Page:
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The Spirit to Soar

Inspiring Life Lessons and Values for a Victorious Life
The True Story of Former Orphan & POW, Lt. Col. Barry B. Bridger, US Air Force (Ret.)
By Jim Petersen, PhD

On January 23 rd , 1967, Lt. Colonel Barry Bridger and his copilot, Dave Grey, launched a mission over Vietnam in their Phantom F-4 fighter jet in treacherous weather. It was Colonel Bridger’s 75 th mission and the only one he had attempted in the daylight hours.

Suddenly, his plane was split in half by a ground-to-air missile. He and Grey ejected while the plane was going 600 miles per hour and began their descent into the unknown below. When Bridger finally landed on terra firma, he found the North Vietnamese army waiting for him. They arrested him and Grey and checked them into The Hanoi Hilton—a place designed to break the spirit of all who

Barry Bridger survived that hellish experience and even thrived. He will tell you without any hesitation that it was his deeply held values that made it possible to withstand the torture he and his fellow prisoners of war were subjected to. The Spirit to Soar (Morgan James Books, February
) was conceived by Bridger’s good friend and colleague, Jim Petersen. When they met some thirty years ago, Petersen knew right away that Barry was special.. The following quote from Bridger gives you a glimpse into Barry’s remarkably optimistic mindset:

“In Vietnam, I solved more problems with nothing than I did with something because I had control of my mind, similar to what I had experienced as an orphan. We got to the point of doing so much with so little, we figured we
could do everything with nothing. That’s where the happiness factor comes in. That’s why POWs were happy. I was never, ever sad. I wasn’t sitting around crying because of my circumstances.”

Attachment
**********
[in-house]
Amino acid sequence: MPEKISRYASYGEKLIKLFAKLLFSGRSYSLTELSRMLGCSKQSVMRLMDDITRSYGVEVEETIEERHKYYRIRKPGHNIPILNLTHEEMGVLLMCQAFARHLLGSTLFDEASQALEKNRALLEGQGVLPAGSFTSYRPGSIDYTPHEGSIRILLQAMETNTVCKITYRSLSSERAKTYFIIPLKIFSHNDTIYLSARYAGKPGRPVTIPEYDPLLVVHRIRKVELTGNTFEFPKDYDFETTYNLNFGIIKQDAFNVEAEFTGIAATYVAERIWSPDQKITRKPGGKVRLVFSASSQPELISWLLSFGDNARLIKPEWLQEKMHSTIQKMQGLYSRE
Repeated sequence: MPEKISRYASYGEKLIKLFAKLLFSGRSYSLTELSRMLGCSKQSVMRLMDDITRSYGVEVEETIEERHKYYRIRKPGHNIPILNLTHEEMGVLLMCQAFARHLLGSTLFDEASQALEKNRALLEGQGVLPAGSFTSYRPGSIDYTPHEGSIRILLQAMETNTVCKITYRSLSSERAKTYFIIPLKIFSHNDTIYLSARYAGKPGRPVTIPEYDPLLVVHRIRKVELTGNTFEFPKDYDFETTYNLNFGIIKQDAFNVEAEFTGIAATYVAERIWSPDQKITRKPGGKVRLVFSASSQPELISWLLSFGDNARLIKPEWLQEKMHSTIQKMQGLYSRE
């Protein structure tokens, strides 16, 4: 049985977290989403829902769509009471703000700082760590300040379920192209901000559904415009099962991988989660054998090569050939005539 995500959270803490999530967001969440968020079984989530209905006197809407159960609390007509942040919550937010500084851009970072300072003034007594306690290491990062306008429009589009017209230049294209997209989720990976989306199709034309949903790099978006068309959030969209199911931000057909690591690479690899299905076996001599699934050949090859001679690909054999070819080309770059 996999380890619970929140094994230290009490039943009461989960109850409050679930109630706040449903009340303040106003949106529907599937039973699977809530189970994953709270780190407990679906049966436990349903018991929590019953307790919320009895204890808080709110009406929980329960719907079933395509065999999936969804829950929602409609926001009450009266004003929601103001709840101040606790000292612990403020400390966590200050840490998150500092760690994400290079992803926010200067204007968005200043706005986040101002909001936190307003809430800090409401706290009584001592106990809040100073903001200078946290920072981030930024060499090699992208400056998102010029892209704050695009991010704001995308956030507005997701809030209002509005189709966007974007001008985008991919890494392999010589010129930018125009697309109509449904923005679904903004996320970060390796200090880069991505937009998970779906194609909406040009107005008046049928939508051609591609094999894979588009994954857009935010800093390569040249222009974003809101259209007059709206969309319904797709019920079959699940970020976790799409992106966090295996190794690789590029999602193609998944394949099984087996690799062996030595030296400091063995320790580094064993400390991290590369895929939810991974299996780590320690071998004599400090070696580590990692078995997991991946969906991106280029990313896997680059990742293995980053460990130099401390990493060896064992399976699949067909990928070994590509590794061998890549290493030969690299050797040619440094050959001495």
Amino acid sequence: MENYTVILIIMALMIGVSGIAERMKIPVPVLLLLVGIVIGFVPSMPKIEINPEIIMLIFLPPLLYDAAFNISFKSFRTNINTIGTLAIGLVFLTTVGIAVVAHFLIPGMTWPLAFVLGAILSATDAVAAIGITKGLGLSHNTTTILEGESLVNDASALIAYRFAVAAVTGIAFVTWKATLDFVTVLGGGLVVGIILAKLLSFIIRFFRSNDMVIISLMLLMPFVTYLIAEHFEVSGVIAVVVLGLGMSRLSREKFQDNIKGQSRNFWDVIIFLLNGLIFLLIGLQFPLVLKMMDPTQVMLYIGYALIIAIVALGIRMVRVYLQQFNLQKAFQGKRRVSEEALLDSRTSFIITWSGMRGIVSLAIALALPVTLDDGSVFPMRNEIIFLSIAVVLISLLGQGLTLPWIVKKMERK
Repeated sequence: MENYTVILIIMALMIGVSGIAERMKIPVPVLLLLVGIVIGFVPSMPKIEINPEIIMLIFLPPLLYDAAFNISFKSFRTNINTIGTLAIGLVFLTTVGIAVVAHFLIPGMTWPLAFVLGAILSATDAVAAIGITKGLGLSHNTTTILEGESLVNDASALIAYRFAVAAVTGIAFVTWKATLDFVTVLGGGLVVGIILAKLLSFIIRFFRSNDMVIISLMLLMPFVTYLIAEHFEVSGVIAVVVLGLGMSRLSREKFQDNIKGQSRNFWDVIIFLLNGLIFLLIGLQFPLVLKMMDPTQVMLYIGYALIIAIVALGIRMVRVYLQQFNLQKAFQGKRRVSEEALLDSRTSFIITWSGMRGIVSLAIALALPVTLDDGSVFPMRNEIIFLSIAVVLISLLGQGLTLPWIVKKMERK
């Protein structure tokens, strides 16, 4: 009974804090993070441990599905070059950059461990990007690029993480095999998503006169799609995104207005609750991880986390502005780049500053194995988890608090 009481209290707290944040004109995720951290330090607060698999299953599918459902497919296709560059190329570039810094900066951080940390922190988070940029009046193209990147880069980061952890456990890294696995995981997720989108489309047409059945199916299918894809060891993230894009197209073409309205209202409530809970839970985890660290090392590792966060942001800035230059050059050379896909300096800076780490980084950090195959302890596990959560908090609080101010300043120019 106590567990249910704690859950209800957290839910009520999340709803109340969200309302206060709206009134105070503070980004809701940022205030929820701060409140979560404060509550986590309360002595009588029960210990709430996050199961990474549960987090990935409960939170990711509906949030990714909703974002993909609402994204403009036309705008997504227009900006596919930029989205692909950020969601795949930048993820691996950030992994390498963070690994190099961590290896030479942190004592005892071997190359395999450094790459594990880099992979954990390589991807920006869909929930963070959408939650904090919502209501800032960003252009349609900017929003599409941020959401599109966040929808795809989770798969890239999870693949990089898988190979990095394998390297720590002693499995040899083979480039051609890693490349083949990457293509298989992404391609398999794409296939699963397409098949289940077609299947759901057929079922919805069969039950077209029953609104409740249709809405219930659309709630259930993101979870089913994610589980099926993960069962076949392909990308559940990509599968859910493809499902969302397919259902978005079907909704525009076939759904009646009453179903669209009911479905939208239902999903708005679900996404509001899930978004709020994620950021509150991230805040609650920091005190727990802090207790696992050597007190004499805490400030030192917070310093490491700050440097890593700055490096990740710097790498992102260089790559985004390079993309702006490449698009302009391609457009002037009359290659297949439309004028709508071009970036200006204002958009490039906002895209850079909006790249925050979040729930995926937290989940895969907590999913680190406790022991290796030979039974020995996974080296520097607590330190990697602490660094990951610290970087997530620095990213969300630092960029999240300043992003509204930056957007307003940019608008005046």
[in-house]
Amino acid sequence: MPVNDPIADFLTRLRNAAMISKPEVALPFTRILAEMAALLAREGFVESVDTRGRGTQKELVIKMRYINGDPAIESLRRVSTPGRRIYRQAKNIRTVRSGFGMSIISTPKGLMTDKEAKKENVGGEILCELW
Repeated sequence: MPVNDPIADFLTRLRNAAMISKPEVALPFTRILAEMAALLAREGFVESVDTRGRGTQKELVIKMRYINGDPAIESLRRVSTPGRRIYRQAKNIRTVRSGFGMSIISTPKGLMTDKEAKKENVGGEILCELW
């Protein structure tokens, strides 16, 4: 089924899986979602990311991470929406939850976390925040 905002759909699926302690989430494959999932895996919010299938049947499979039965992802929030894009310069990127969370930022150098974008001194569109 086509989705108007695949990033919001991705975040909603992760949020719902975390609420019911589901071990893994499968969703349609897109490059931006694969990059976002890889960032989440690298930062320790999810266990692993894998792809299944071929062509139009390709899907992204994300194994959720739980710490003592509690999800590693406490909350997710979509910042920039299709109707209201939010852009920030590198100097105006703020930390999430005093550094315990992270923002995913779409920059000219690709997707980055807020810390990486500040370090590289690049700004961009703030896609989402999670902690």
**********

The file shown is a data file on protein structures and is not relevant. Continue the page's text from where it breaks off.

Bridger’s harrowing experiences in Vietnam prepared him to be successful in every phase of his life. Instead of tearing him down, his worst enemies actually built him up! All because he refused to have even one bad day, no matter how much they tried to make it so. In fact, Bridger and his comrades had great fun befuddling their North Vietnamese captors; you will probably find yourself laughing at the antics they engaged in to infuriate their captors.

“Here is the legacy I want to leave to my family: I would remind them to live by this model: first and foremost, to obtain virtue, which means you sacrifice your own private approach to life for the greater good.”

It has been more than fifty years since The Hanoi Hilton, and Barry still hasn’t had a single bad day. His is a successful marriage to the love of his life, Sheila. He raised two successful children who adore him. He had a successful career in the financial services industry and is constantly reinventing himself. He is blessed with a great reputation and a host of friends who love and admire him. He has no regrets.

Barry Bridger has soared. Jim Petersen shares life lessons learned from Barry’s life in this book which will inspire you, too, to rise above your darkest hours and be your best. Not with some ivory-tower, theoretical mumbo jumbo. But with real life lessons drawn from the life of a real, live American Hero.


Every now and then author James S. Parker has a vision. And, when he does, he sees people and places off in the misty distance. Sometimes these visions are futuristic and filled with danger. Most often they are mystical, with good and evil and a cast of characters who beautifully represent both.

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